The U.S. Supreme Court's ruling on health care reform brings to mind Apollo 13 astronaut John Swigert's understated line: "Houston, we have a problem." Only now it is Harrisburg and 49 other state capitals that have a problem: They must figure out the best political and economic fix to cope with this novel ruling.
In a surprising twist, the high court ruled that the federal government can't force states to massively expand Medicaid, the joint federal-state public insurance program for the poor. That expansion was the centerpiece of a law designed to expand health coverage to uninsured Americans earning up to 133 percent of the federal poverty line, or $30,657 for a family of four.
Now, without a clear path forward, the nation's 50 governors are stuck at a fork in the road. They must decide whether to reject the plan or to expand Medicaid at the very time their states are struggling to maintain services to the most at-risk populations. It's not an easy decision, and the consequences could have long-term effects on programs designed to help children, the elderly, and mentally and physically disabled individuals.
Some states have already decided. Florida, Louisiana, Texas and several others with Republican governors have rejected expansion. New York, California and other Democrat-led states have embraced it.
Pennsylvania Gov. Tom Corbett has not yet made his decision. His cautious approach is wise. Just as passage of health care reform was a historic moment for our nation, so will be the governors' decisions for their states. Each understands that the social, financial and political ramifications will be substantial, and none wants to reduce services to those already on Medicaid.
Medicaid remains one of the biggest fiscal challenges in every state. In Pennsylvania, which spends a larger share of its budget on Medicaid than almost every other state, the program consumes nearly a third of state spending, and costs are certain to rise even without expansion.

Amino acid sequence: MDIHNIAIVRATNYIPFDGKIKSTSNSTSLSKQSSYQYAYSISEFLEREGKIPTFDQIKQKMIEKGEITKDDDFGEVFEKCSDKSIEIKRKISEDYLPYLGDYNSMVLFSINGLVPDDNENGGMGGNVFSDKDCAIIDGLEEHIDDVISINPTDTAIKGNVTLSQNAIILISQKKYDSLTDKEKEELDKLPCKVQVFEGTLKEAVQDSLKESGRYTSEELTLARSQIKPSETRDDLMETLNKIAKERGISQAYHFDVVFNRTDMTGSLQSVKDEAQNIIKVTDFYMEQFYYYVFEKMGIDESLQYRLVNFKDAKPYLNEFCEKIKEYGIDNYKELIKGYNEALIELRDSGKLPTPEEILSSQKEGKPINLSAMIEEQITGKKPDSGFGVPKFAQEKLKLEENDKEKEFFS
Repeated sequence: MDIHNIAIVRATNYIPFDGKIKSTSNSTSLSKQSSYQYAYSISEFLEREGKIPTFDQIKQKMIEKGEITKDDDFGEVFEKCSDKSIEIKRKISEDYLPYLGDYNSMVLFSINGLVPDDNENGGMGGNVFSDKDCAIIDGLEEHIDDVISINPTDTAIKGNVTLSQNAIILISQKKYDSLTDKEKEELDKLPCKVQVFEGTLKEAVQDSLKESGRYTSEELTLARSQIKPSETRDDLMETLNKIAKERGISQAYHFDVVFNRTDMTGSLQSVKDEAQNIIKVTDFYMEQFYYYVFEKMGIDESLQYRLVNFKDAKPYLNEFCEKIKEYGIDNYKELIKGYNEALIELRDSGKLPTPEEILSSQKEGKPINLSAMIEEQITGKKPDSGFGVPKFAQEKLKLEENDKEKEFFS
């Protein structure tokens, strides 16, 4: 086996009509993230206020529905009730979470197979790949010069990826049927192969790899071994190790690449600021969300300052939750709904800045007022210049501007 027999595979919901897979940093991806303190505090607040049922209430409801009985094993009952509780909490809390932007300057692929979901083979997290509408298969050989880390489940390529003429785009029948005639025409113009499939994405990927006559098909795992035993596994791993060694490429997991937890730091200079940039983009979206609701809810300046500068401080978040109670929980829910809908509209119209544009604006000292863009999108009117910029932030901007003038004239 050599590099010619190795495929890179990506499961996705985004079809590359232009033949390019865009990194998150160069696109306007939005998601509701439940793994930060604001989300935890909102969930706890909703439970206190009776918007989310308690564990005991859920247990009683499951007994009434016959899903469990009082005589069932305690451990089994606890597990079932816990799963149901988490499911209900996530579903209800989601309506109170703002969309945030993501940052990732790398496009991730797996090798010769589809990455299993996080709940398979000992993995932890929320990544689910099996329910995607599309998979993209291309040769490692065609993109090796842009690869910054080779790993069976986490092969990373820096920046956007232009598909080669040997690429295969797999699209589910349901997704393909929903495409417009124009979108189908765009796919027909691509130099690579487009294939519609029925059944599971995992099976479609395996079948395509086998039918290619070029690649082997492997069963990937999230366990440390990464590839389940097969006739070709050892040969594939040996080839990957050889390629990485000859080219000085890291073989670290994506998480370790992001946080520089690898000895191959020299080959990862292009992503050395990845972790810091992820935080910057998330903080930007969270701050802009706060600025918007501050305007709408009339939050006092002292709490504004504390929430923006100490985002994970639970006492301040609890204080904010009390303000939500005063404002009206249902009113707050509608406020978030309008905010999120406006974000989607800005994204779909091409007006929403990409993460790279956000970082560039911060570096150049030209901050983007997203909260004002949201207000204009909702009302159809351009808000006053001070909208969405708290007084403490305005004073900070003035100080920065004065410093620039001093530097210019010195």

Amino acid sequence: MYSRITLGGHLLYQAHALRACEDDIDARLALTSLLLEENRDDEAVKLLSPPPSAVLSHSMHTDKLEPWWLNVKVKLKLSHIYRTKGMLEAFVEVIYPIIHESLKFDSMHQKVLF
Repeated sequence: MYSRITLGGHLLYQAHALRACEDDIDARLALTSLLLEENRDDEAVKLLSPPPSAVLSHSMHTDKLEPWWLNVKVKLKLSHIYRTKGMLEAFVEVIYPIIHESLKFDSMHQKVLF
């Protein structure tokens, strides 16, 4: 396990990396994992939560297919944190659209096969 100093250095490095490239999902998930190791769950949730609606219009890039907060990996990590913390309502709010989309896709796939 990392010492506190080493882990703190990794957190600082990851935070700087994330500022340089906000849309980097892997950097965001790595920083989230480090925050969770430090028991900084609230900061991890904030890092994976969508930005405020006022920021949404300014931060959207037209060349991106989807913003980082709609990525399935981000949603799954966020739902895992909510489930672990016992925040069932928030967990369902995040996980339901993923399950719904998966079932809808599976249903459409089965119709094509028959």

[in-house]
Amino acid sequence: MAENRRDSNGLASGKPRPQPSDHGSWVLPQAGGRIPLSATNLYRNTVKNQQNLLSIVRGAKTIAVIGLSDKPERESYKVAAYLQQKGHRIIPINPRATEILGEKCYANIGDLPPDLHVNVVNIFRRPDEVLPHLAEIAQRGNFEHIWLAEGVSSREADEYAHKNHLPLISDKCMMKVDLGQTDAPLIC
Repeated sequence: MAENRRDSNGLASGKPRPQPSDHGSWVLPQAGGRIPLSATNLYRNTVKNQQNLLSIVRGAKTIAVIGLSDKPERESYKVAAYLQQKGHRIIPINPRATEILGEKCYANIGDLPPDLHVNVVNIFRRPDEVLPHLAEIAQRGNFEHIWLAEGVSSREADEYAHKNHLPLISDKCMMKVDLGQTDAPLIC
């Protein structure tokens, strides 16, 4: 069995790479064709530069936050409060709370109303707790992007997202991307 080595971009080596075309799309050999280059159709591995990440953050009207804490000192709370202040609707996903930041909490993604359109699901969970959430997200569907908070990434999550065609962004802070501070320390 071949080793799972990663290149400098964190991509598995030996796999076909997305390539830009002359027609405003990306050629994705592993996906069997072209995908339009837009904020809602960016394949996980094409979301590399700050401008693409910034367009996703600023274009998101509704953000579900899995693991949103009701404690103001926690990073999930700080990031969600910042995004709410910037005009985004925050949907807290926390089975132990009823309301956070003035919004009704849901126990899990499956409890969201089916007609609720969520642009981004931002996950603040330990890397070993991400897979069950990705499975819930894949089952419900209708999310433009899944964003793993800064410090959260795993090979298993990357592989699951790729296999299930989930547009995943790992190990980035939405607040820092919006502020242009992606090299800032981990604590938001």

While the federal government has promised to pay the full cost of the new Medicaid expansion from 2014 to 2016 for those between 100 and 133 percent of the poverty level, its support will be ratcheted back year by year, and the costs to states will grow until they become financially staggering. Even with considerable federal support, according to the nonpartisan Kaiser Commission on Medicaid and the Uninsured, Pennsylvania will spend $721 million for newly eligible enrollees over the next six years.
While the future costs for newly eligible individuals are a concern, an even bigger problem is the costs we're not ready for today. More than 2.2 million Pennsylvanians now rely on Medicaid for their health care needs, yet not all eligible residents enroll in the program.
So, if a state agrees to expand its Medicaid program, aggressive outreach campaigns will result in an immediate swelling of Medicaid rolls -- not only by newly eligible enrollees targeted under the law, but also by those who have long qualified for the program but simply never enrolled. Policy wonks call this latter group the "woodworking" effect.
The federal government would cover only 55 percent of the costs of these new enrollees, and Pennsylvania's woodworking expenditures are expected to reach $1.3 billion, according to the Kaiser Commission.
In the most widely cited example of this problem, neighboring Ohio estimates it will cost taxpayers there $940 million during 2014 and 2015 alone to provide care for the 392,500 residents who already qualify for Medicaid and will come out of the "woodwork" to enroll when the health insurance mandate takes effect.
This is critically important because Medicaid reimbursements for much-needed services are already woefully inadequate. If more people join Medicaid, reimbursements for current recipients will inevitably decrease, waits for services will increase and the frayed social safety net will tear. That wouldn't be healthy for care recipients or their providers.
In his first budget address, Gov. Corbett said the state should be funding the "must-haves," not the "nice-to-haves"; it shouldn't expand programs or entitlements unless it can afford them now and in the future, and it shouldn't roll the dice with taxpayer dollars and expect the federal government to bail it out. He was right then, and he is right now.
The irony of health care reform is that, in its backers' zeal to provide health care to millions of uninsured Americans, they actually put some of our most vulnerable residents at risk. That is the Hobson's choice facing America's governors. Without new tax revenues or program cuts, there is simply no way to expand Medicaid.
Gov. Corbett is right to take it slow and look at all his options. His best choice may be to start small and move slowly as the economy recovers. That would allow Pennsylvania to control costs, preserve current programs, understand the true costs of health care expansion and plan appropriately for the future.
Universal health care is a noble cause, and it's one we must continue working toward. But the all-at-once Affordable Care Act may be too much, too soon.opinion_commentary
Stuart H. Shapiro, M.D., is president and CEO of the Pennsylvania Health Care Association, which represents long-term care providers (www.phca.org).